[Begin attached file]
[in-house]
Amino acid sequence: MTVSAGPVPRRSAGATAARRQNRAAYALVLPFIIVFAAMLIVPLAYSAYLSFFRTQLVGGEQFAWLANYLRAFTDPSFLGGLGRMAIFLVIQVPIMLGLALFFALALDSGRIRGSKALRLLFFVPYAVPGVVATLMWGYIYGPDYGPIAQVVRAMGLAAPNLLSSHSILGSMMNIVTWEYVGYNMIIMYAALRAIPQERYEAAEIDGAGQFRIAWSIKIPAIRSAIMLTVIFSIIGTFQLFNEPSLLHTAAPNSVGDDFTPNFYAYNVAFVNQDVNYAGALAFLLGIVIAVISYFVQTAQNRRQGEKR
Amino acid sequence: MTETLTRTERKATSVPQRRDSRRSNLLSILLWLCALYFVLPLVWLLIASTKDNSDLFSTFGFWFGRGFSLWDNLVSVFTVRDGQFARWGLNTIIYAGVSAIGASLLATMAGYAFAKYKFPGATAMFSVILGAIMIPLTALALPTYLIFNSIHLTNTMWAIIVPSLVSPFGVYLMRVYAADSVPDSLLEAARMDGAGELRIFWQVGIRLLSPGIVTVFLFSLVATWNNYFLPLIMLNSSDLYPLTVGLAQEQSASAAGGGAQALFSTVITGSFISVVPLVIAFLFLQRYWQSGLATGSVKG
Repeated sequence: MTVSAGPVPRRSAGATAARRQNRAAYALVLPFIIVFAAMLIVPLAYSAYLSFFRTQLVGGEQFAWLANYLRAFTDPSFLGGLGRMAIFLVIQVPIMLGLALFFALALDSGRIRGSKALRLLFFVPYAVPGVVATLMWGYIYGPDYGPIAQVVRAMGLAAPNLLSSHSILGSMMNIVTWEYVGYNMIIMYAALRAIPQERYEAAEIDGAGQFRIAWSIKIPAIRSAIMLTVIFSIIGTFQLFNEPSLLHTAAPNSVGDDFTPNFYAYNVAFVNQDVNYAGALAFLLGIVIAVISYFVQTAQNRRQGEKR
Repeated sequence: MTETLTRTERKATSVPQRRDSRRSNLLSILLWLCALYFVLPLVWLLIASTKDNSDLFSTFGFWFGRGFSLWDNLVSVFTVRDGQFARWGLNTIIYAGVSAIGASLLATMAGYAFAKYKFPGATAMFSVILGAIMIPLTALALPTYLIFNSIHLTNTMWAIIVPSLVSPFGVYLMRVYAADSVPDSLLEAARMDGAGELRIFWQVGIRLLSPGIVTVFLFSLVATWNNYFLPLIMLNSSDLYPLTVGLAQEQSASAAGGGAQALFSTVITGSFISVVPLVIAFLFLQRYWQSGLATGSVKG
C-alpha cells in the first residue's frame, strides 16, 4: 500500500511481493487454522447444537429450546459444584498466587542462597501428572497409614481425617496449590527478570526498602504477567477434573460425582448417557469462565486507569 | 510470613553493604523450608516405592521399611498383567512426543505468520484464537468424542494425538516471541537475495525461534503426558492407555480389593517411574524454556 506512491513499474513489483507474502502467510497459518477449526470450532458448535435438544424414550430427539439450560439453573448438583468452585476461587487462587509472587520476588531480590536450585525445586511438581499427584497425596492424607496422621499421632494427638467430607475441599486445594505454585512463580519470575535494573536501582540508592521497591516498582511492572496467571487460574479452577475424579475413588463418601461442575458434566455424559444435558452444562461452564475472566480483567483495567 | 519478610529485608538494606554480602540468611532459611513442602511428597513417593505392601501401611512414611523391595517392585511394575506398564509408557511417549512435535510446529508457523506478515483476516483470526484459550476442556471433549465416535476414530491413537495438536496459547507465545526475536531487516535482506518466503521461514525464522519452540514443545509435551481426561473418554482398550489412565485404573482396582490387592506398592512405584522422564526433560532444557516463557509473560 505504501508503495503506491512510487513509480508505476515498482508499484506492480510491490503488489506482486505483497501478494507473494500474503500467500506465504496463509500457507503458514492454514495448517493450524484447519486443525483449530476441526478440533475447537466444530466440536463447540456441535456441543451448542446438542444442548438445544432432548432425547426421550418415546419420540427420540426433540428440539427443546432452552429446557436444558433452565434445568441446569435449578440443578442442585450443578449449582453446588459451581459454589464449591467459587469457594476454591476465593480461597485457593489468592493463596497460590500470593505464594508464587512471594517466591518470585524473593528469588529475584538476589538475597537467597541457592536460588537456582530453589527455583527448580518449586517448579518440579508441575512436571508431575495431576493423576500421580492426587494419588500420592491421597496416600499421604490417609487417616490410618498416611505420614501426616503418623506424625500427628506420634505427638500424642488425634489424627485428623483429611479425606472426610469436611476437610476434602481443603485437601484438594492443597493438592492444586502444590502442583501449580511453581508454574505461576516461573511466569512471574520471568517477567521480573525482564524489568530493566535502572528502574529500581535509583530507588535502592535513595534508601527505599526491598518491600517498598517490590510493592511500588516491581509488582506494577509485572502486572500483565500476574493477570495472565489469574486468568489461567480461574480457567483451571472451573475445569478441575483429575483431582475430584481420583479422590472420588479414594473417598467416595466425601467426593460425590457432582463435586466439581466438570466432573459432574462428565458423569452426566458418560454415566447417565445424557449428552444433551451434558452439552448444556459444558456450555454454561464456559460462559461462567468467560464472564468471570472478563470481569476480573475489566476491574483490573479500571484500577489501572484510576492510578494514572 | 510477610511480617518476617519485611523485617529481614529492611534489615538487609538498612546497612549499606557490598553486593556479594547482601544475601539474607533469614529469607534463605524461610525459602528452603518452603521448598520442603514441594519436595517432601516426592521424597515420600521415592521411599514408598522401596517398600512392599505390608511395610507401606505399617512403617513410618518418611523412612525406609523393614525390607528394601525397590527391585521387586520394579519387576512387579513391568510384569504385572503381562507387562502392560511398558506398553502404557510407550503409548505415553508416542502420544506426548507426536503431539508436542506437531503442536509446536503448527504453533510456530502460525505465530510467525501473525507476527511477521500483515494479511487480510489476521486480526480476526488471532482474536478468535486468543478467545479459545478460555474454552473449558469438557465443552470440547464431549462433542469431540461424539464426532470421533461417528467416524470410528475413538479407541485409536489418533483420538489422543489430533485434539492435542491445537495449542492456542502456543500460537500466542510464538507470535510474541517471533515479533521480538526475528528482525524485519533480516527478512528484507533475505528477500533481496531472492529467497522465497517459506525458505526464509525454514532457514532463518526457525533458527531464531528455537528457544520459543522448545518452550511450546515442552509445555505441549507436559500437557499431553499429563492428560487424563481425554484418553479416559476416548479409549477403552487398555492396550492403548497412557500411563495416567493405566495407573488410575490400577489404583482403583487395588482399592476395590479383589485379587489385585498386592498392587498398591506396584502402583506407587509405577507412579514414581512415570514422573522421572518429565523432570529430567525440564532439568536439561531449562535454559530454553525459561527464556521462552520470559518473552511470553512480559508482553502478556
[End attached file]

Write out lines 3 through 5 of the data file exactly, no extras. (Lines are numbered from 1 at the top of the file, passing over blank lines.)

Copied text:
Amino acid sequence: MTETLTRTERKATSVPQRRDSRRSNLLSILLWLCALYFVLPLVWLLIASTKDNSDLFSTFGFWFGRGFSLWDNLVSVFTVRDGQFARWGLNTIIYAGVSAIGASLLATMAGYAFAKYKFPGATAMFSVILGAIMIPLTALALPTYLIFNSIHLTNTMWAIIVPSLVSPFGVYLMRVYAADSVPDSLLEAARMDGAGELRIFWQVGIRLLSPGIVTVFLFSLVATWNNYFLPLIMLNSSDLYPLTVGLAQEQSASAAGGGAQALFSTVITGSFISVVPLVIAFLFLQRYWQSGLATGSVKG
Repeated sequence: MTVSAGPVPRRSAGATAARRQNRAAYALVLPFIIVFAAMLIVPLAYSAYLSFFRTQLVGGEQFAWLANYLRAFTDPSFLGGLGRMAIFLVIQVPIMLGLALFFALALDSGRIRGSKALRLLFFVPYAVPGVVATLMWGYIYGPDYGPIAQVVRAMGLAAPNLLSSHSILGSMMNIVTWEYVGYNMIIMYAALRAIPQERYEAAEIDGAGQFRIAWSIKIPAIRSAIMLTVIFSIIGTFQLFNEPSLLHTAAPNSVGDDFTPNFYAYNVAFVNQDVNYAGALAFLLGIVIAVISYFVQTAQNRRQGEKR
Repeated sequence: MTETLTRTERKATSVPQRRDSRRSNLLSILLWLCALYFVLPLVWLLIASTKDNSDLFSTFGFWFGRGFSLWDNLVSVFTVRDGQFARWGLNTIIYAGVSAIGASLLATMAGYAFAKYKFPGATAMFSVILGAIMIPLTALALPTYLIFNSIHLTNTMWAIIVPSLVSPFGVYLMRVYAADSVPDSLLEAARMDGAGELRIFWQVGIRLLSPGIVTVFLFSLVATWNNYFLPLIMLNSSDLYPLTVGLAQEQSASAAGGGAQALFSTVITGSFISVVPLVIAFLFLQRYWQSGLATGSVKG